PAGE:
My Daughter Gave Me a Father’s Day Card—I’m Her Mom!
I don't believe pronouns should be the thing that determines who we are or how we raise a child.
My mom’s birthday was May 9, which often landed on Mother’s Day or at least within days of the fanatical day we set aside to honor the womb, the life-giver, the Yin, the fecund meatloaf-maker. I, her daughter, would give her two presents, one for her birthday and one to thank her for giving birth to me. She would give me the same argument: “One present is plenty.” She was embarrassed. And nothing ever fixed this, even the year I put two presents in one box or the year I spent two times the money on one present. My mom was really smart.
So the lack of magical Mother’s Day moments between myself and my daughter seemed inevitable. Let’s face facts: The expectations of thanking anyone for giving you life are off the charts impossible. Flowers do not get it. And I love flowers.
Until the day my daughter gave me a Father’s Day card.
Getting the Card From My Daughter Made Me Look at Parenting Differently
I have a vagina. I gave birth. Well, I had a C-section. I am a mom. But am I? I mean, really? I am the breadwinner. I bought the house. I drive the nicest car. I pay the tuition. The pure joy that card brought me, tears streaming down my single-mom face, made me look at the whole role of motherhood in a unique and individual way. The card, given to me by my daughter, wasn't a joke. It was a statement. She was thanking me for being all things to her. A mom. A dad. A warrior.
Disclaimer: Yes, I have, on many occasions, married men because I love men. I even love marriage, until I don’t. I was the one who asked for every divorce, and I was also the one who paid the price for freedom. I mention this because the moniker “single mother” holds a tremendous amount of baggage, most of which I have never felt. When she was little, we harmonized on the song “Side by Side” as I pushed her on the swing, and 12 years later, we rocked “Sweet Child O’ Mine” at karaoke at Kip’s in Berkeley when she was a freshman in college.
Every human has mother moments; gender, sharing DNA and baking pies have nothing to do with it. OK, I’m wrong about the pies. Especially apple, peach, cherry. I digress.
My dad was just as much a mother to me as my mother was. My dad took me fishing all the time. We scaled fences that read, “Keep Out.” He built a boat and let me drive it. When I asked him, he taught me how to shoot a gun. We dressed up as monsters and tried to scare each other. He made breakfast for everyone. Always bacon. Sometimes pancakes. Sometimes homemade biscuits. Since he was such an early riser, he packed my lunch for school. I’ve gotta hand it to him, I never had the usual peanut butter and jelly or bologna sandwich. My sandwiches were legendary!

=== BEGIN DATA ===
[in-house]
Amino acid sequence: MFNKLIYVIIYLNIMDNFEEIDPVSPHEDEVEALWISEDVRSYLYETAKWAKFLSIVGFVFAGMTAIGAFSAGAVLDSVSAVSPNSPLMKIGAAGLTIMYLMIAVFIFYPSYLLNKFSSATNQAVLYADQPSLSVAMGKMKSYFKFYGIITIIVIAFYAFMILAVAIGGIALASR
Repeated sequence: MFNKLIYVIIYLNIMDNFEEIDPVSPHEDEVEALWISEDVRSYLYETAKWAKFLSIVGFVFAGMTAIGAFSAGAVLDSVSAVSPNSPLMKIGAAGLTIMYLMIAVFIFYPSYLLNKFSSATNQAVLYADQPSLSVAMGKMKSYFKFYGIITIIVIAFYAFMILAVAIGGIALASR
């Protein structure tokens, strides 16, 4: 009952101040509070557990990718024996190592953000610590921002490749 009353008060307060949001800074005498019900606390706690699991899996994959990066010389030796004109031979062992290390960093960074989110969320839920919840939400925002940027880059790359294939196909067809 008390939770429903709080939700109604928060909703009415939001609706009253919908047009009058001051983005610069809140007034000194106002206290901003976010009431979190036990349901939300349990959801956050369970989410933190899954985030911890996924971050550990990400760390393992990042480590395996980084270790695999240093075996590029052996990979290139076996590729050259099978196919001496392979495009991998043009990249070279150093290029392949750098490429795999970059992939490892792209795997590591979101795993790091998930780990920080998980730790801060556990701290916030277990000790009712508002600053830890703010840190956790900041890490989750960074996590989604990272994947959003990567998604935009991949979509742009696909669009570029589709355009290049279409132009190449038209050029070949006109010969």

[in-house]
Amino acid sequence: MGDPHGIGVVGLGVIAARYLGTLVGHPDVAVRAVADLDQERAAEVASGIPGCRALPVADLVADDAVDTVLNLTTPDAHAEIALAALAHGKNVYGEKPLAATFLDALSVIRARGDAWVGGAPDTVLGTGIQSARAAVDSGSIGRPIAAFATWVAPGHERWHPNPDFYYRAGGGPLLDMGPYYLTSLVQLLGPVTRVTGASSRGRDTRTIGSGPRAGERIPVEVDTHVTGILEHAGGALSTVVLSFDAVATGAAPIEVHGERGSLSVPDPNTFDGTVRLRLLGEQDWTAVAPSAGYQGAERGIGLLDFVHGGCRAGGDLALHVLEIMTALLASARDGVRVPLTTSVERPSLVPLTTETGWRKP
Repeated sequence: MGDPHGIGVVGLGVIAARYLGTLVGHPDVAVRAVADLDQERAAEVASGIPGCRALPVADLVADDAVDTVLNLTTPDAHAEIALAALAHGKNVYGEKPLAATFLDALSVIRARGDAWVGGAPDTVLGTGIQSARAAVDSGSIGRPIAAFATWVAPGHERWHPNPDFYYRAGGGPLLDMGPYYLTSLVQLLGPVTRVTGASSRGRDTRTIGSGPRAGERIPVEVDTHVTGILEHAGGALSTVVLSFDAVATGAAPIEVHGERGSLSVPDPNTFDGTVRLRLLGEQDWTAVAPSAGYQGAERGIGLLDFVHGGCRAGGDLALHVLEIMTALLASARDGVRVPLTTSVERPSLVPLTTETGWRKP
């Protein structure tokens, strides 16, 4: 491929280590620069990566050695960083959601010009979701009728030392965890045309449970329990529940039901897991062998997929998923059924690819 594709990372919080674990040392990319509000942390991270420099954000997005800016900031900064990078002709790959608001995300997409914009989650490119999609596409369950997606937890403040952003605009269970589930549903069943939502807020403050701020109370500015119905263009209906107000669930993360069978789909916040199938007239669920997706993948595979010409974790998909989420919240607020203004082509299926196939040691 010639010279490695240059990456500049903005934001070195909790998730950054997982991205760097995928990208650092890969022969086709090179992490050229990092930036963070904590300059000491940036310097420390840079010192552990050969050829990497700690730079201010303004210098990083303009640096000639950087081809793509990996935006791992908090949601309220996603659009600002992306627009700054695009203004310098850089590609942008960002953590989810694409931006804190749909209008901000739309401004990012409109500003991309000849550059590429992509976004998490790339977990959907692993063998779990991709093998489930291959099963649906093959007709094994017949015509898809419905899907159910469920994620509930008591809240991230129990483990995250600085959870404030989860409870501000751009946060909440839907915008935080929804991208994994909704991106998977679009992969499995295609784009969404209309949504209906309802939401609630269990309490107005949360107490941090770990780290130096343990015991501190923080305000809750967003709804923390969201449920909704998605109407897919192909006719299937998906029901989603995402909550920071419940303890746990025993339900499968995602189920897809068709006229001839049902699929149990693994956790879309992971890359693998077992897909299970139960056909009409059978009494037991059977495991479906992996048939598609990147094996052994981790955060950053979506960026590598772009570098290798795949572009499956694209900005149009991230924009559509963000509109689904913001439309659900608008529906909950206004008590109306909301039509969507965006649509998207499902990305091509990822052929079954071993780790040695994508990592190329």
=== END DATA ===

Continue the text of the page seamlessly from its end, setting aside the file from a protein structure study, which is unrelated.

He deserved a Mother's Day card because he was a whole human, not a stereotypical human. Oh, how I wish I had given my father a Mother’s Day card!
No One Can Be a Perfect Mom—and That’s OK
I am certain my unique brand of mothering was close to right for my daughter, who totally craved the strong masculine energy of a ride-or-die parent. I was happy to be allowed the freedom to be both nurturing and challenging for her. I am not superhuman. Quite the opposite. There were unquestionably times when she craved Mommy and got Evel Knievel, like the day I told her soccer coach his balls had never dropped. Parents love to pretend these unfortunate pitfalls teach a lesson that needs to be learned. Yep. The lesson is that not even Mother Teresa is a perfect mom. No one is.
Somehow, when my offspring handed me the Father’s Day card, I felt forgiven, accepted, seen, heard, loved and respected. Why? Why now? Oh, it was a rush of wonderful feelings, for sure. All those feel-good feelings led to a burning question. One I didn’t much want to visit.
Are fathers cooler than moms? I won’t torture you. The answer is a resounding no!
Here’s the deal. Be a happy mother this Mother’s Day knowing that your spine is your cock. There is no need for any penis envy. You go, mama! Stand straight, shoot straight and if you can’t bake a pie, find a good bakery nearby. I am not advocating that we blur the lines between moms and dads. I’m proposing a strong argument that every single individual who is charmed by the birth of a human has an inalienable right to bring their own personality and A-game to the role of parenting. This line is crystal clear, never to be blurred by the Hallmark card version of moms and dads.
I’d like to say happy Mother’s Day to all human beings who have unselfishly cared for another human, invited strangers to a Sunday dinner, taken every word a 5-year-old says seriously, broken the law and upheld the law (both as teaching moments), dared to stand up for those who cannot stand up for themselves, allowed their child to speak at a town hall meeting, insisted their child accompany them into the voting booth, taken the time to see what is special about your children, their friends and most of all, yourselves.